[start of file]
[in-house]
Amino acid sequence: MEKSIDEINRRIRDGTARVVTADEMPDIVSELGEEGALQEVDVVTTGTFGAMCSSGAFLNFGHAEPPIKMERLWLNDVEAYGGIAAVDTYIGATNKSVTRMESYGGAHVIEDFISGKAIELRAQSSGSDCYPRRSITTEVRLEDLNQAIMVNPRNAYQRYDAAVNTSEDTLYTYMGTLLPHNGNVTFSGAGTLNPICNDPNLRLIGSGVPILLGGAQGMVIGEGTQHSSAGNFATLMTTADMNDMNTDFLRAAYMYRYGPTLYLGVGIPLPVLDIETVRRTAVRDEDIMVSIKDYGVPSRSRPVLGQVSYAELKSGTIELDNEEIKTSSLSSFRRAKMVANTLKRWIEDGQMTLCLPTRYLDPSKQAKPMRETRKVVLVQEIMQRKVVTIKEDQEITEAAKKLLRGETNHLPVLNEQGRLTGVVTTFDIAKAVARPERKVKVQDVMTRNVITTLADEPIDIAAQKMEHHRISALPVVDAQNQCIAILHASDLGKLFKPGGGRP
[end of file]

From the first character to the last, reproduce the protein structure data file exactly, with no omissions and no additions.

[in-house]
Amino acid sequence: MEKSIDEINRRIRDGTARVVTADEMPDIVSELGEEGALQEVDVVTTGTFGAMCSSGAFLNFGHAEPPIKMERLWLNDVEAYGGIAAVDTYIGATNKSVTRMESYGGAHVIEDFISGKAIELRAQSSGSDCYPRRSITTEVRLEDLNQAIMVNPRNAYQRYDAAVNTSEDTLYTYMGTLLPHNGNVTFSGAGTLNPICNDPNLRLIGSGVPILLGGAQGMVIGEGTQHSSAGNFATLMTTADMNDMNTDFLRAAYMYRYGPTLYLGVGIPLPVLDIETVRRTAVRDEDIMVSIKDYGVPSRSRPVLGQVSYAELKSGTIELDNEEIKTSSLSSFRRAKMVANTLKRWIEDGQMTLCLPTRYLDPSKQAKPMRETRKVVLVQEIMQRKVVTIKEDQEITEAAKKLLRGETNHLPVLNEQGRLTGVVTTFDIAKAVARPERKVKVQDVMTRNVITTLADEPIDIAAQKMEHHRISALPVVDAQNQCIAILHASDLGKLFKPGGGRP